Leaving behind the territory of these ground-dwelling rodents, our hike continues up to a crystal-clear, swiftly flowing stream, where Roman points out a glacial moulin in the rock face and shows us how to distinguish between the different kinds of rock found in the park – dolomite and gneiss, verrucano and radiolorite. "This valley is where 26 young captive-bred bearded vultures were released between 1991 and 2007. You might spot one if you are very lucky," Roman tells us. We gaze hopefully up to the sky as Roman feeds us fascinating titbits about their breeding and behavioural patterns. "The red colouring of the bearded vulture is not natural," he confides. "Fully grown bearded vultures bathe in pools of water that is rich in ferric oxide, and one way to tell males and females apart is that the females are better at colouring their feathers," he laughs. "Quite why they do is a mystery. Maybe it's a form of camouflage or to ward off parasites."
The jagged summit of 2328m Margunet comes into focus and by the time we reach the saddle, we are famished and ready for a Swiss-style picnic of cheese, tangy cured salsiz sausage and chocolate. The views that stretch across the starkly eroded, moraine-streaked peaks are phenomenal, and it is with difficulty that I tear myself away to join the group for the descent through the wild Val dal Botsch. Roman keeps up the running commentary, pointing out features like the creeping soils that form garland shapes on the slopes when surface layers of soil thaw. Back down at tree level, he dips into the forest to retrieve his treasure chest of antlers. "You can tell how old a chamois is by counting the rings, just as you can with trees," he tells us.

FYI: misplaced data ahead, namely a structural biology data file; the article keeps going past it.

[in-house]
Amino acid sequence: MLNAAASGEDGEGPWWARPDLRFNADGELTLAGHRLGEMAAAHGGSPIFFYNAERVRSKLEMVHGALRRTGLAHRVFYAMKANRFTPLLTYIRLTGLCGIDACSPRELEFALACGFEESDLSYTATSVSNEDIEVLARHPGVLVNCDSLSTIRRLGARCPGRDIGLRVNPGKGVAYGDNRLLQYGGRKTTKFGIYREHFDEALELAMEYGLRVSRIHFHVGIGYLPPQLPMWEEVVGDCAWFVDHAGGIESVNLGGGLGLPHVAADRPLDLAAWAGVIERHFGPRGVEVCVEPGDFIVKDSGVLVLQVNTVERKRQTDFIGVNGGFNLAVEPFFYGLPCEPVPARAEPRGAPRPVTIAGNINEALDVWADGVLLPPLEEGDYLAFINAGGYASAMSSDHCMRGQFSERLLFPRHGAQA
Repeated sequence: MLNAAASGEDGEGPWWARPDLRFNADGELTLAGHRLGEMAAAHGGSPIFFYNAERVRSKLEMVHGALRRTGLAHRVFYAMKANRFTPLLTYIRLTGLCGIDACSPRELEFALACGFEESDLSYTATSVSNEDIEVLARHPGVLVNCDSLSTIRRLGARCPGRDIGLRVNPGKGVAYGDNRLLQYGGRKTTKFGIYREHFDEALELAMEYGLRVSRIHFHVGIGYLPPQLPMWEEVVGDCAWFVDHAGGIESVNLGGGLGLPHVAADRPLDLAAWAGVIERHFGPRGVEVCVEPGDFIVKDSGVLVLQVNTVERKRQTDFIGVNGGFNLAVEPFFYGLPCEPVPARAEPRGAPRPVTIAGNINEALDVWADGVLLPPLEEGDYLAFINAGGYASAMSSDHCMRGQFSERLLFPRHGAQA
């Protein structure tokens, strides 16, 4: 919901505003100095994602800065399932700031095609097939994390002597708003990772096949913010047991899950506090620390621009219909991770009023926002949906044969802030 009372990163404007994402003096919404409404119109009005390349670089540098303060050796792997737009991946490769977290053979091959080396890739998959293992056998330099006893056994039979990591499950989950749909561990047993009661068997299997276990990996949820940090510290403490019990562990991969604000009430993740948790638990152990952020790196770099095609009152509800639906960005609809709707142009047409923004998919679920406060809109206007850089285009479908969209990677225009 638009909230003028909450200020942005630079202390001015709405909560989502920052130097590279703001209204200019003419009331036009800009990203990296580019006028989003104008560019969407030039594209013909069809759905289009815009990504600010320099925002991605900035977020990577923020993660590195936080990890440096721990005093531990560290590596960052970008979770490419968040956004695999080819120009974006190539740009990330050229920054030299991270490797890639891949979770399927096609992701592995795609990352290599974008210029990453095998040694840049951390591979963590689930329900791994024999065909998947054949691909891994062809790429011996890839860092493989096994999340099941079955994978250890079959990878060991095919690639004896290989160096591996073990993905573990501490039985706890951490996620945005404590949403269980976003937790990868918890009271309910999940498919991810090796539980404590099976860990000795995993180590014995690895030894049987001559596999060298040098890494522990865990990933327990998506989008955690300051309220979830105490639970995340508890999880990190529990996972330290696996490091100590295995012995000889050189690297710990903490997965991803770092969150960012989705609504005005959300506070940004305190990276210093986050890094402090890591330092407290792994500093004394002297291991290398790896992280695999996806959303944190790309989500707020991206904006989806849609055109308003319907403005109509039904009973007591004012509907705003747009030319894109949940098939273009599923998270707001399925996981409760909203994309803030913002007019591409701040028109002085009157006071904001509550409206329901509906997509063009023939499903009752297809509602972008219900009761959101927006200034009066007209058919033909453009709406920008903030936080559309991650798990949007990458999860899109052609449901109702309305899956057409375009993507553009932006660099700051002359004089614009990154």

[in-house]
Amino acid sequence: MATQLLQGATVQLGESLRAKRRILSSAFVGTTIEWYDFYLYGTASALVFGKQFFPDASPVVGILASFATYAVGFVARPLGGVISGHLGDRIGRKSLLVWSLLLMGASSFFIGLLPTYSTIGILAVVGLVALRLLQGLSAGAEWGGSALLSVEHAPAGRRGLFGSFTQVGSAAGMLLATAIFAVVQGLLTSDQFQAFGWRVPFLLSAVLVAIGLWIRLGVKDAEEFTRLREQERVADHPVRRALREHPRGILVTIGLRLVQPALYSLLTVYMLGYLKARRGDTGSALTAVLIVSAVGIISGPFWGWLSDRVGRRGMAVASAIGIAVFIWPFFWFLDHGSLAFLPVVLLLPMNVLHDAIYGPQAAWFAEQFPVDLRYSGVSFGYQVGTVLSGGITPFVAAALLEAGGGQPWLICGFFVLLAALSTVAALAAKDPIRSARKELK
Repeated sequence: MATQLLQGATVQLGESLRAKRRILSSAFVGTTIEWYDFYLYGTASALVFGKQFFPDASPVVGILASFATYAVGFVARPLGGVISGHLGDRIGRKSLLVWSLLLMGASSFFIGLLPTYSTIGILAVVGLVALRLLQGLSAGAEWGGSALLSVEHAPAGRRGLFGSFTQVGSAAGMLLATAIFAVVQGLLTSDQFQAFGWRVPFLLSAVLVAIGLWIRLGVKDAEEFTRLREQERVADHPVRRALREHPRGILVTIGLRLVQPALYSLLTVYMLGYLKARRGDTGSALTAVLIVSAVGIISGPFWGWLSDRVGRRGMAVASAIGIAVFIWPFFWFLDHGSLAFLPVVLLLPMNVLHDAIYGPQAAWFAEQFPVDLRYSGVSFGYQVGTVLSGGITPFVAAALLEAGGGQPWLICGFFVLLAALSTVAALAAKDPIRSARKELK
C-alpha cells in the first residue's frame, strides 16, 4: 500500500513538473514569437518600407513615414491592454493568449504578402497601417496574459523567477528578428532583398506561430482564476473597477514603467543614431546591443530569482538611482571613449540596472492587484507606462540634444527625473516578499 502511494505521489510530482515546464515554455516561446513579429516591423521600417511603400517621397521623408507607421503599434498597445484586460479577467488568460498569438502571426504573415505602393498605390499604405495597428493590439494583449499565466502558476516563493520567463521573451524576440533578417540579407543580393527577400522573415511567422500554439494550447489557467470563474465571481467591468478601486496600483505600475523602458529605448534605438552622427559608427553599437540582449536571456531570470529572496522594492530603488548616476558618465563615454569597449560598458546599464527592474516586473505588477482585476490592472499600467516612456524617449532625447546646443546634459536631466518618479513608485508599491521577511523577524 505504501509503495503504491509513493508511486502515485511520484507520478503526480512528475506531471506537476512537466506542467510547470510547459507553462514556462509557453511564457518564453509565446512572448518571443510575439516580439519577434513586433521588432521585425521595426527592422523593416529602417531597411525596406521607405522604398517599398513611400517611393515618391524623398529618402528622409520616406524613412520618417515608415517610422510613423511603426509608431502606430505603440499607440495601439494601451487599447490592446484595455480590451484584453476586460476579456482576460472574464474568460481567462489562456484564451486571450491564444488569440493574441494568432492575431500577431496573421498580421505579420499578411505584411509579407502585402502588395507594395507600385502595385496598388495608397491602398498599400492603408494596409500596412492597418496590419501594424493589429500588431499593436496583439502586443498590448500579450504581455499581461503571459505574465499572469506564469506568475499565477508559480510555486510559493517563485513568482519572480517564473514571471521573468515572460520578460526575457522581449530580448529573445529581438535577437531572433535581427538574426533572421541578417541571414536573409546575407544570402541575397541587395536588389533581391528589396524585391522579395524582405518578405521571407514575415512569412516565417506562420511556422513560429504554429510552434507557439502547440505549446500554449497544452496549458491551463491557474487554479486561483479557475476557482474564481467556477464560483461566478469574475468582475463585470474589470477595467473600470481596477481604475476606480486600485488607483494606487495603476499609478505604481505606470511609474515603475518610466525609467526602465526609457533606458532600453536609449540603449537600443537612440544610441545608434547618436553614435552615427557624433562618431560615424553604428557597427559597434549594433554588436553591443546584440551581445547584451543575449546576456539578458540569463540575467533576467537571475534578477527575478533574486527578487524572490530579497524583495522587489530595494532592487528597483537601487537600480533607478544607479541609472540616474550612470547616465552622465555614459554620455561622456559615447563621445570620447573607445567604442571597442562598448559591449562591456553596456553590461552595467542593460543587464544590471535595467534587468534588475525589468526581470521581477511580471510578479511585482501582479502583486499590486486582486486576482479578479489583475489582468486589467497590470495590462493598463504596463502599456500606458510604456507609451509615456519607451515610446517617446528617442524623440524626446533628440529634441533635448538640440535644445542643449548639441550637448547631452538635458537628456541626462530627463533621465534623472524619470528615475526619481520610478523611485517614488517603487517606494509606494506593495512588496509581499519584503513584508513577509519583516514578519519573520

When we exit the park after our three-hour hike, I feel not only as though I've had a good walk but also as though I've become a minor expert in alpine geology and wildlife. I stride out into the warm midday sunshine, taking with me nothing but memories and, like a century of hikers before me, leaving nothing but footprints.
Other Top Hikes in the Swiss National Park
Macun (nationalpark.ch) Perched at 2500m, this high-alpine plateau is splashed with 23 jewel-coloured lakes. The challenging eight-hour hike from Lavin to Zernez is nothing short of extraordinary, with views of the snow-capped Bernese, Silvretta and Ortler Alps, and the chance of spotting ibex on the high reaches.